The "great transformation" and the collapse of the 19th century world economy. Keynesianism and the reconstruction of the Western international economy after 1945. The role the USA as economic hegemon. The Marxist alternative. Impact of multinational finance, management, production. Is an open world economy manageable?

Further reading:
Susan Strange, States and Markets.
Robert O. Keohane, After Hegemony.
J. Bhagwati, The New Economic Order.
David A. Baldwin, Economic Statecraft. 1985.

Week 5. States as actors: domestic politics and foreign policy.
Sovereignty, legitimacy and recognition; the state as "gatekeeper" between domestic and international politics. National interest and national administration; the making of "foreign" policy. The two-audience problem for foreign policy-makers: domestic and foreign audiences. Perception and misperception in foreign policy.

Week 6. Rules institutions and regimes.
International law as the basis for international order. The evolution of international institutions. Rules as limitations on state sovereignty. The individual in international relations: minority rights, human rights, women's rights. Global values vs. national values.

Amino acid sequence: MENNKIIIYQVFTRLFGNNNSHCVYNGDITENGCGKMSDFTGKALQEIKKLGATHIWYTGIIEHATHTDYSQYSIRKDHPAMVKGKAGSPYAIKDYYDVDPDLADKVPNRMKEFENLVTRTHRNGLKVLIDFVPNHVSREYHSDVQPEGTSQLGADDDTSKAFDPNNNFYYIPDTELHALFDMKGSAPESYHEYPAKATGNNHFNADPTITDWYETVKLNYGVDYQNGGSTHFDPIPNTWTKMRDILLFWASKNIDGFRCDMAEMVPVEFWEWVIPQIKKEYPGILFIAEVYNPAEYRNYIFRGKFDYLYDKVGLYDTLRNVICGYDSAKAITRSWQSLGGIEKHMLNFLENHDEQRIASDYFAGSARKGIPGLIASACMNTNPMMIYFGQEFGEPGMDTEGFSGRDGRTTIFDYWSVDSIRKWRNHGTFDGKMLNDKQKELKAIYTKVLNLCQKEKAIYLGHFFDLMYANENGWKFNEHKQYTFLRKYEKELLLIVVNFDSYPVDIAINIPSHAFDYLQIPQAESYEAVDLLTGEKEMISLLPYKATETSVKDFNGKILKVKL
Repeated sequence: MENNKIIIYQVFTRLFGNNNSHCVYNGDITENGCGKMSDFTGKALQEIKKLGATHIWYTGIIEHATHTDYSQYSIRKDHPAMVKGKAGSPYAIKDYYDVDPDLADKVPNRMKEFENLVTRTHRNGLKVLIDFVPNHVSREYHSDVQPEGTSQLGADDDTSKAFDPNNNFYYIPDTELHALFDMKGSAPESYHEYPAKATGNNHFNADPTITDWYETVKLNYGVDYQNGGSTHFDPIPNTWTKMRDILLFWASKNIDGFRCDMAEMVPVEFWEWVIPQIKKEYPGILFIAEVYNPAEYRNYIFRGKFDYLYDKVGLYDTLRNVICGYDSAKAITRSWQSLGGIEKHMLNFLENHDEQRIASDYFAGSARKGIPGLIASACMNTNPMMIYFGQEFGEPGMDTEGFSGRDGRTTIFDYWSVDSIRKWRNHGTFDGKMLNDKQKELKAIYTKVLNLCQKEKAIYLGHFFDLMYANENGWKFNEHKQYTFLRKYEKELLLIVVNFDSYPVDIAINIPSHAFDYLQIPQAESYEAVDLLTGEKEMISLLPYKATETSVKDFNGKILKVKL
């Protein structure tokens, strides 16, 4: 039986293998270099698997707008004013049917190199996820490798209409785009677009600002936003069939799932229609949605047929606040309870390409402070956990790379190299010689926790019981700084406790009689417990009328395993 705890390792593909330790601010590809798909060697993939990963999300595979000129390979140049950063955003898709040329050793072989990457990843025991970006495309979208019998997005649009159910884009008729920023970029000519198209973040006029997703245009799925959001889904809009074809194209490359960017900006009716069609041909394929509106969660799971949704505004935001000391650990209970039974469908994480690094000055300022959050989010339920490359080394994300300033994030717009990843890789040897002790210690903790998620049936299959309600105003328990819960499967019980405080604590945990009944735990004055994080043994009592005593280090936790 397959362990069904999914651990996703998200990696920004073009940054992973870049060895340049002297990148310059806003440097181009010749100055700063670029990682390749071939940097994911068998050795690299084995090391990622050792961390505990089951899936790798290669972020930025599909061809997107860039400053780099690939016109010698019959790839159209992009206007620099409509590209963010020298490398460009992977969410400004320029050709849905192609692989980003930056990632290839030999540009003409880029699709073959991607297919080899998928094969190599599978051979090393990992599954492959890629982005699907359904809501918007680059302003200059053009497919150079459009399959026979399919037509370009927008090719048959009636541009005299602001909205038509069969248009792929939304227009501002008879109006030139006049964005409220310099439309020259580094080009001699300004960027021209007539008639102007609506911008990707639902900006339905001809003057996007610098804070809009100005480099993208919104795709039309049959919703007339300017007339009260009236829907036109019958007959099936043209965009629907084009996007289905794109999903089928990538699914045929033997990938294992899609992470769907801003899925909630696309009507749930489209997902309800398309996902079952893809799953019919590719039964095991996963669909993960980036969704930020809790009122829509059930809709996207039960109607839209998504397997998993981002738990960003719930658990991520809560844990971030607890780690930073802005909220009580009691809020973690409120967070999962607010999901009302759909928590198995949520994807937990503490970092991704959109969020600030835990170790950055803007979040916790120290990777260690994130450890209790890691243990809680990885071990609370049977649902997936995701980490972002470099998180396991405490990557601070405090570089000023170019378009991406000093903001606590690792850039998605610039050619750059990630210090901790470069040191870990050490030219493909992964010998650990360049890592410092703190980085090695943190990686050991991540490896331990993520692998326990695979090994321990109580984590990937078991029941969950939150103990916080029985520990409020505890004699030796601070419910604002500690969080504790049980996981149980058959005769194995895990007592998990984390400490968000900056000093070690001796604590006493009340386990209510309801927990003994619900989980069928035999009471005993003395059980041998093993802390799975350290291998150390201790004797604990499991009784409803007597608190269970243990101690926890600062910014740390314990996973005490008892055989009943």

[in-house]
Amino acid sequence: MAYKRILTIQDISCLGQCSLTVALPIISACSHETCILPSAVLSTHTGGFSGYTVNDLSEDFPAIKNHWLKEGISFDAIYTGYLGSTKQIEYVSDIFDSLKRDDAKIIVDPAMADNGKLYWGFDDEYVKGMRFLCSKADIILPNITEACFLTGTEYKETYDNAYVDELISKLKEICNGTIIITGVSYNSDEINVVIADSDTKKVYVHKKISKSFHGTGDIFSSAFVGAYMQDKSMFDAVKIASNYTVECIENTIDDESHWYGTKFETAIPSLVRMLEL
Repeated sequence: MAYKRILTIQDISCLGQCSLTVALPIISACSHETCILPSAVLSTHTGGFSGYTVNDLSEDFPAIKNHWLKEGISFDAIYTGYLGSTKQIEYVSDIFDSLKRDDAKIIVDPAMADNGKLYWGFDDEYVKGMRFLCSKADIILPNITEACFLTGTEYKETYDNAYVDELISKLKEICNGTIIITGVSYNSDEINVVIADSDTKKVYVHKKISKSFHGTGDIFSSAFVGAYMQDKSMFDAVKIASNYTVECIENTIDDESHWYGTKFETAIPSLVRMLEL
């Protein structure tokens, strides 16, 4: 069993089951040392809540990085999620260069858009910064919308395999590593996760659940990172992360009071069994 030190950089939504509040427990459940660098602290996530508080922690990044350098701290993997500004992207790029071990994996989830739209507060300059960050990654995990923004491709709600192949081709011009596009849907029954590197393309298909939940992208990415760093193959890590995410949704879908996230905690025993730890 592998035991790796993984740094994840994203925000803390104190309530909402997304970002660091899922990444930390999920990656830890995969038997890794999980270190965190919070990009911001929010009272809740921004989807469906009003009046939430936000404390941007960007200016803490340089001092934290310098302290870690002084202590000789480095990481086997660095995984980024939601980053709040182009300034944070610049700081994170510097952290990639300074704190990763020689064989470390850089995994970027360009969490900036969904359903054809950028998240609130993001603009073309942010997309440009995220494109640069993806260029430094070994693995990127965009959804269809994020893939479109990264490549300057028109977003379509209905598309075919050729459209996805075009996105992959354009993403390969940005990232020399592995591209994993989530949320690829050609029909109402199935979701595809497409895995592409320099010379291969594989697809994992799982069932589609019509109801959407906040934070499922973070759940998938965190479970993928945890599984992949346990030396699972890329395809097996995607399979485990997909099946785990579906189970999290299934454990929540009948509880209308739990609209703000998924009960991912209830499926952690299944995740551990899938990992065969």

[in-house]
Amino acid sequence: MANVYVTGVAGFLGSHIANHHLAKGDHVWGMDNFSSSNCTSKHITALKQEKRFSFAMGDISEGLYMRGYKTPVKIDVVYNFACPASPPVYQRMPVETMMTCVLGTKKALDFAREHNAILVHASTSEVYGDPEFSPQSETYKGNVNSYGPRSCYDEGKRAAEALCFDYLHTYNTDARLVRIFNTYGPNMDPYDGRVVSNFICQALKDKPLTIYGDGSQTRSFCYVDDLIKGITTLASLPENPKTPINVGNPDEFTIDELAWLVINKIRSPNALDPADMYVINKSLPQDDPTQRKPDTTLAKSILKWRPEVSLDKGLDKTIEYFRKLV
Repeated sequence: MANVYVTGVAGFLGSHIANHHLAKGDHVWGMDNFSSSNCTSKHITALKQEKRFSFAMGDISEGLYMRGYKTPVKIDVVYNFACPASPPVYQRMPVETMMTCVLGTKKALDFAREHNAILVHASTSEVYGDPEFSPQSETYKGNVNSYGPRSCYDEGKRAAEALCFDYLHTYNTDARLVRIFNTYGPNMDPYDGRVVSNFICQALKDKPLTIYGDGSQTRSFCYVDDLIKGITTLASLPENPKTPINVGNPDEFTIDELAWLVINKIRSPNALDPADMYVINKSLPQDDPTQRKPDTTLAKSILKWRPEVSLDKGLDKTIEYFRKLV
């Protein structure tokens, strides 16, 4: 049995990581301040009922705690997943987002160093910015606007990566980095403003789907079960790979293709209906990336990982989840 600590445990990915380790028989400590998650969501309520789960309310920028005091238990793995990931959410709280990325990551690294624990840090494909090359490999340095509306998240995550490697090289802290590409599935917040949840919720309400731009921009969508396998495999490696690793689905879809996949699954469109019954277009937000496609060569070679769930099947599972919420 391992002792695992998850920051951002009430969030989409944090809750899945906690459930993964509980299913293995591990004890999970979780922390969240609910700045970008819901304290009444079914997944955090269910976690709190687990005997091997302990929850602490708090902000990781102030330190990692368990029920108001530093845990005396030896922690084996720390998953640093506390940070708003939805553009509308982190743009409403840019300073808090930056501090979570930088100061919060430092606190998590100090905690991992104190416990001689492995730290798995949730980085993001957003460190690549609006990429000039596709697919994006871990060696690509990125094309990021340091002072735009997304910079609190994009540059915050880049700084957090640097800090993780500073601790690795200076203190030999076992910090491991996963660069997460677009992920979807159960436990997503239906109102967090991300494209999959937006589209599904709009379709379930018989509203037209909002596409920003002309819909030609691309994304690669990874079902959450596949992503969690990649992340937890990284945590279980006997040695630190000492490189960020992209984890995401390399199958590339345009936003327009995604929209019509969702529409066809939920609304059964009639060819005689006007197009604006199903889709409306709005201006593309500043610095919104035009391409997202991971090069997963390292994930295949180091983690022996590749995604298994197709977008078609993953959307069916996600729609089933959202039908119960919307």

Further reading:
Adam Roberts and Ben Kingsbury, eds., United Nations, Divided World. 1988.
Antonio Cassese, International Law in a divided world. 1991.
Antonio Vincent, Human Rights and International Relations. 1987.

Week 7. The Cold War as an international system.
Hegemony, bipolarity, multipolarity. The Cold War as a European conflict and as a world conflict: as a nuclear confrontation, an ideological struggle, an economic competition. The "three worlds" of the Cold War: the third world as a contested arena.

Further reading:
Raymond Garthoff, Détente and Confrontation.
Charles Gati, The Block that failed. 1991.
John Gaddis, The Long Peace.

Week 8. The Rise of World Society.
The concept of transnational civil society - as a regional community, and as a global community. Elites and masses, epistemic communities and popular non-involvement. The communications revolution: mass culture as global culture? European values and non-European values.